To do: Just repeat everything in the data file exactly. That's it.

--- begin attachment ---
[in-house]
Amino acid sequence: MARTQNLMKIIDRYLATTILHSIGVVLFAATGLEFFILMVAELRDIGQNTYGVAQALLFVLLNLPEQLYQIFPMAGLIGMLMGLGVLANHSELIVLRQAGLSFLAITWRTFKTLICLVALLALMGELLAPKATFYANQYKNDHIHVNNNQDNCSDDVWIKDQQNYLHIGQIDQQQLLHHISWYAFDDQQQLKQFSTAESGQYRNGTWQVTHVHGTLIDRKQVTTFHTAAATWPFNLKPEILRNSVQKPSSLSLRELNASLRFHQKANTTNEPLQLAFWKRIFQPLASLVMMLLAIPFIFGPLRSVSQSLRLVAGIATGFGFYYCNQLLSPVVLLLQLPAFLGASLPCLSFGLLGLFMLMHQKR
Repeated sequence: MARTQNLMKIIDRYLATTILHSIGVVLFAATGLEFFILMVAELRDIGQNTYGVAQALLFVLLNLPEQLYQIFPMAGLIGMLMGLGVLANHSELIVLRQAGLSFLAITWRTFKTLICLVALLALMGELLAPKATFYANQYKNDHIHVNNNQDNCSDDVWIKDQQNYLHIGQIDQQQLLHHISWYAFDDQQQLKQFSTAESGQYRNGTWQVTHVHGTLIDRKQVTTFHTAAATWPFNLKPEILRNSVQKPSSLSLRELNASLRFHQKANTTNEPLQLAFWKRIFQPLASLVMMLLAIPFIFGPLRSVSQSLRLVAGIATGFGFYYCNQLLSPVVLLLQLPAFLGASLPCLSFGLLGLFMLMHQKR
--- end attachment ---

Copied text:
[in-house]
Amino acid sequence: MARTQNLMKIIDRYLATTILHSIGVVLFAATGLEFFILMVAELRDIGQNTYGVAQALLFVLLNLPEQLYQIFPMAGLIGMLMGLGVLANHSELIVLRQAGLSFLAITWRTFKTLICLVALLALMGELLAPKATFYANQYKNDHIHVNNNQDNCSDDVWIKDQQNYLHIGQIDQQQLLHHISWYAFDDQQQLKQFSTAESGQYRNGTWQVTHVHGTLIDRKQVTTFHTAAATWPFNLKPEILRNSVQKPSSLSLRELNASLRFHQKANTTNEPLQLAFWKRIFQPLASLVMMLLAIPFIFGPLRSVSQSLRLVAGIATGFGFYYCNQLLSPVVLLLQLPAFLGASLPCLSFGLLGLFMLMHQKR
Repeated sequence: MARTQNLMKIIDRYLATTILHSIGVVLFAATGLEFFILMVAELRDIGQNTYGVAQALLFVLLNLPEQLYQIFPMAGLIGMLMGLGVLANHSELIVLRQAGLSFLAITWRTFKTLICLVALLALMGELLAPKATFYANQYKNDHIHVNNNQDNCSDDVWIKDQQNYLHIGQIDQQQLLHHISWYAFDDQQQLKQFSTAESGQYRNGTWQVTHVHGTLIDRKQVTTFHTAAATWPFNLKPEILRNSVQKPSSLSLRELNASLRFHQKANTTNEPLQLAFWKRIFQPLASLVMMLLAIPFIFGPLRSVSQSLRLVAGIATGFGFYYCNQLLSPVVLLLQLPAFLGASLPCLSFGLLGLFMLMHQKR